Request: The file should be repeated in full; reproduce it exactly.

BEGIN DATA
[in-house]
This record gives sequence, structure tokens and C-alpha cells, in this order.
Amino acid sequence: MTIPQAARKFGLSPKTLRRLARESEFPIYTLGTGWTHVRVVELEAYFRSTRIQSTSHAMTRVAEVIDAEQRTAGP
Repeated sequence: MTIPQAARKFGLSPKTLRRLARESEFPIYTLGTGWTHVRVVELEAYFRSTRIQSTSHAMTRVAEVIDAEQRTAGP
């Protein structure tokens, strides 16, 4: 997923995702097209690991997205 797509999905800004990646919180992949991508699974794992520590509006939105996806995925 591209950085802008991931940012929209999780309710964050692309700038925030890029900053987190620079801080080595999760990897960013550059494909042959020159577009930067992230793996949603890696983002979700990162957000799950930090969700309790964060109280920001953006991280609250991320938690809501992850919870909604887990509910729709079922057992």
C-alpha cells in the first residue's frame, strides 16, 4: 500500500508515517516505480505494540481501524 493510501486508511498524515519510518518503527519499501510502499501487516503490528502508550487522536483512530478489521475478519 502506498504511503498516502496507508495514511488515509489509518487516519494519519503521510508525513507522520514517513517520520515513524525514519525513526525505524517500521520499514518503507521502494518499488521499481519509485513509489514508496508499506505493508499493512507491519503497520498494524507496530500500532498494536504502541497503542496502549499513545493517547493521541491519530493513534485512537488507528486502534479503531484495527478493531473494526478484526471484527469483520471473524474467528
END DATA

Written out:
[in-house]
This record gives sequence, structure tokens and C-alpha cells, in this order.
Amino acid sequence: MTIPQAARKFGLSPKTLRRLARESEFPIYTLGTGWTHVRVVELEAYFRSTRIQSTSHAMTRVAEVIDAEQRTAGP
Repeated sequence: MTIPQAARKFGLSPKTLRRLARESEFPIYTLGTGWTHVRVVELEAYFRSTRIQSTSHAMTRVAEVIDAEQRTAGP
């Protein structure tokens, strides 16, 4: 997923995702097209690991997205 797509999905800004990646919180992949991508699974794992520590509006939105996806995925 591209950085802008991931940012929209999780309710964050692309700038925030890029900053987190620079801080080595999760990897960013550059494909042959020159577009930067992230793996949603890696983002979700990162957000799950930090969700309790964060109280920001953006991280609250991320938690809501992850919870909604887990509910729709079922057992």
C-alpha cells in the first residue's frame, strides 16, 4: 500500500508515517516505480505494540481501524 493510501486508511498524515519510518518503527519499501510502499501487516503490528502508550487522536483512530478489521475478519 502506498504511503498516502496507508495514511488515509489509518487516519494519519503521510508525513507522520514517513517520520515513524525514519525513526525505524517500521520499514518503507521502494518499488521499481519509485513509489514508496508499506505493508499493512507491519503497520498494524507496530500500532498494536504502541497503542496502549499513545493517547493521541491519530493513534485512537488507528486502534479503531484495527478493531473494526478484526471484527469483520471473524474467528